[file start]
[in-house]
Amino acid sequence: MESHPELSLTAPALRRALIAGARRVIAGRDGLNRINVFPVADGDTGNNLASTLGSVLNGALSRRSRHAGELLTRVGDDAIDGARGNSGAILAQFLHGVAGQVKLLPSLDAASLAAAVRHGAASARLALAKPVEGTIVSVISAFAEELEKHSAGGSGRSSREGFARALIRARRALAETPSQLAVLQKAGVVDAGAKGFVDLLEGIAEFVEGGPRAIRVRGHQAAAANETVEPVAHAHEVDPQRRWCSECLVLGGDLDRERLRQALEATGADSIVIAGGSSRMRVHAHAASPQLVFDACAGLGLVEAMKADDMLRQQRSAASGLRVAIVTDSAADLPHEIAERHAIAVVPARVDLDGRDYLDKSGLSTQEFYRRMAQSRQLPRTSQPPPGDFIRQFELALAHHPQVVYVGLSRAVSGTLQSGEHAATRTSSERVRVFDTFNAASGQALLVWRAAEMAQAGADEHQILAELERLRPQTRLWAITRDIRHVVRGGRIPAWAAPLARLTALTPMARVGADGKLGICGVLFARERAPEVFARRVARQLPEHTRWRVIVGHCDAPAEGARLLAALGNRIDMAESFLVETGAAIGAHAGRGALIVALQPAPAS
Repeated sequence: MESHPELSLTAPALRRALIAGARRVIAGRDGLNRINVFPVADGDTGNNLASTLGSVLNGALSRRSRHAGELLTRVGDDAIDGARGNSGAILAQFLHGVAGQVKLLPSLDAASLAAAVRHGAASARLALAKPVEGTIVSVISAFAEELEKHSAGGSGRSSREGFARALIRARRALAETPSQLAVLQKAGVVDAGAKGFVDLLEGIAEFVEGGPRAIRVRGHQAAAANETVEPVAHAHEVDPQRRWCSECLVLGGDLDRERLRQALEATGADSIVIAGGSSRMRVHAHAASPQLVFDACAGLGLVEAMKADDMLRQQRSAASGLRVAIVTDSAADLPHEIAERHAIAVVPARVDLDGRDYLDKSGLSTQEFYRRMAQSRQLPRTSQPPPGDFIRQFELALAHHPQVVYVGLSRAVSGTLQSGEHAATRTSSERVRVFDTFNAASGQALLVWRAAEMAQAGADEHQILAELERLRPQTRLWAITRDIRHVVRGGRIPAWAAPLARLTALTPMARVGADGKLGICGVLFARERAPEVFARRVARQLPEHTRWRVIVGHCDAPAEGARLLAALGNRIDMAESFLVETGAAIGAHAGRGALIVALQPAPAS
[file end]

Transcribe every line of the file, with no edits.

[in-house]
Amino acid sequence: MESHPELSLTAPALRRALIAGARRVIAGRDGLNRINVFPVADGDTGNNLASTLGSVLNGALSRRSRHAGELLTRVGDDAIDGARGNSGAILAQFLHGVAGQVKLLPSLDAASLAAAVRHGAASARLALAKPVEGTIVSVISAFAEELEKHSAGGSGRSSREGFARALIRARRALAETPSQLAVLQKAGVVDAGAKGFVDLLEGIAEFVEGGPRAIRVRGHQAAAANETVEPVAHAHEVDPQRRWCSECLVLGGDLDRERLRQALEATGADSIVIAGGSSRMRVHAHAASPQLVFDACAGLGLVEAMKADDMLRQQRSAASGLRVAIVTDSAADLPHEIAERHAIAVVPARVDLDGRDYLDKSGLSTQEFYRRMAQSRQLPRTSQPPPGDFIRQFELALAHHPQVVYVGLSRAVSGTLQSGEHAATRTSSERVRVFDTFNAASGQALLVWRAAEMAQAGADEHQILAELERLRPQTRLWAITRDIRHVVRGGRIPAWAAPLARLTALTPMARVGADGKLGICGVLFARERAPEVFARRVARQLPEHTRWRVIVGHCDAPAEGARLLAALGNRIDMAESFLVETGAAIGAHAGRGALIVALQPAPAS
Repeated sequence: MESHPELSLTAPALRRALIAGARRVIAGRDGLNRINVFPVADGDTGNNLASTLGSVLNGALSRRSRHAGELLTRVGDDAIDGARGNSGAILAQFLHGVAGQVKLLPSLDAASLAAAVRHGAASARLALAKPVEGTIVSVISAFAEELEKHSAGGSGRSSREGFARALIRARRALAETPSQLAVLQKAGVVDAGAKGFVDLLEGIAEFVEGGPRAIRVRGHQAAAANETVEPVAHAHEVDPQRRWCSECLVLGGDLDRERLRQALEATGADSIVIAGGSSRMRVHAHAASPQLVFDACAGLGLVEAMKADDMLRQQRSAASGLRVAIVTDSAADLPHEIAERHAIAVVPARVDLDGRDYLDKSGLSTQEFYRRMAQSRQLPRTSQPPPGDFIRQFELALAHHPQVVYVGLSRAVSGTLQSGEHAATRTSSERVRVFDTFNAASGQALLVWRAAEMAQAGADEHQILAELERLRPQTRLWAITRDIRHVVRGGRIPAWAAPLARLTALTPMARVGADGKLGICGVLFARERAPEVFARRVARQLPEHTRWRVIVGHCDAPAEGARLLAALGNRIDMAESFLVETGAAIGAHAGRGALIVALQPAPAS